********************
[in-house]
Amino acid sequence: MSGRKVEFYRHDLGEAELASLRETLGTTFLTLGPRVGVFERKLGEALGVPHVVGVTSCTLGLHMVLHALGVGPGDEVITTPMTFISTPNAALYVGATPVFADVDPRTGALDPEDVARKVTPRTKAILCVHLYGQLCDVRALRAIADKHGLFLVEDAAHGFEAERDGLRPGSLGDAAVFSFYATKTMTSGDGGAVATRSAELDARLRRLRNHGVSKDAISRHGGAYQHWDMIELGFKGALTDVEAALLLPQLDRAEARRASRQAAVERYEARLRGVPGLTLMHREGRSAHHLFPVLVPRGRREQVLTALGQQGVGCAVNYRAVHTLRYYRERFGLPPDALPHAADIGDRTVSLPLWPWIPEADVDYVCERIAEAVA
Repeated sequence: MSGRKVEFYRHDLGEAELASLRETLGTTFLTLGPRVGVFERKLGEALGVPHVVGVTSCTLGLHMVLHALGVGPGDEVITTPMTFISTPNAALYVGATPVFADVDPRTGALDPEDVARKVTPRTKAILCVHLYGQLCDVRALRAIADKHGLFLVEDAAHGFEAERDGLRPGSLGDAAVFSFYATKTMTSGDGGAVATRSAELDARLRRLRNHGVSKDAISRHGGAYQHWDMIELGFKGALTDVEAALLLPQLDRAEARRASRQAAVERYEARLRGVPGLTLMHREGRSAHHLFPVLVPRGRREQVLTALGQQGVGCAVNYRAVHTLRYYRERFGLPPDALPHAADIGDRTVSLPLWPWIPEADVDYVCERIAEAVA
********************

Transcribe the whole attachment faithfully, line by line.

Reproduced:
[in-house]
Amino acid sequence: MSGRKVEFYRHDLGEAELASLRETLGTTFLTLGPRVGVFERKLGEALGVPHVVGVTSCTLGLHMVLHALGVGPGDEVITTPMTFISTPNAALYVGATPVFADVDPRTGALDPEDVARKVTPRTKAILCVHLYGQLCDVRALRAIADKHGLFLVEDAAHGFEAERDGLRPGSLGDAAVFSFYATKTMTSGDGGAVATRSAELDARLRRLRNHGVSKDAISRHGGAYQHWDMIELGFKGALTDVEAALLLPQLDRAEARRASRQAAVERYEARLRGVPGLTLMHREGRSAHHLFPVLVPRGRREQVLTALGQQGVGCAVNYRAVHTLRYYRERFGLPPDALPHAADIGDRTVSLPLWPWIPEADVDYVCERIAEAVA
Repeated sequence: MSGRKVEFYRHDLGEAELASLRETLGTTFLTLGPRVGVFERKLGEALGVPHVVGVTSCTLGLHMVLHALGVGPGDEVITTPMTFISTPNAALYVGATPVFADVDPRTGALDPEDVARKVTPRTKAILCVHLYGQLCDVRALRAIADKHGLFLVEDAAHGFEAERDGLRPGSLGDAAVFSFYATKTMTSGDGGAVATRSAELDARLRRLRNHGVSKDAISRHGGAYQHWDMIELGFKGALTDVEAALLLPQLDRAEARRASRQAAVERYEARLRGVPGLTLMHREGRSAHHLFPVLVPRGRREQVLTALGQQGVGCAVNYRAVHTLRYYRERFGLPPDALPHAADIGDRTVSLPLWPWIPEADVDYVCERIAEAVA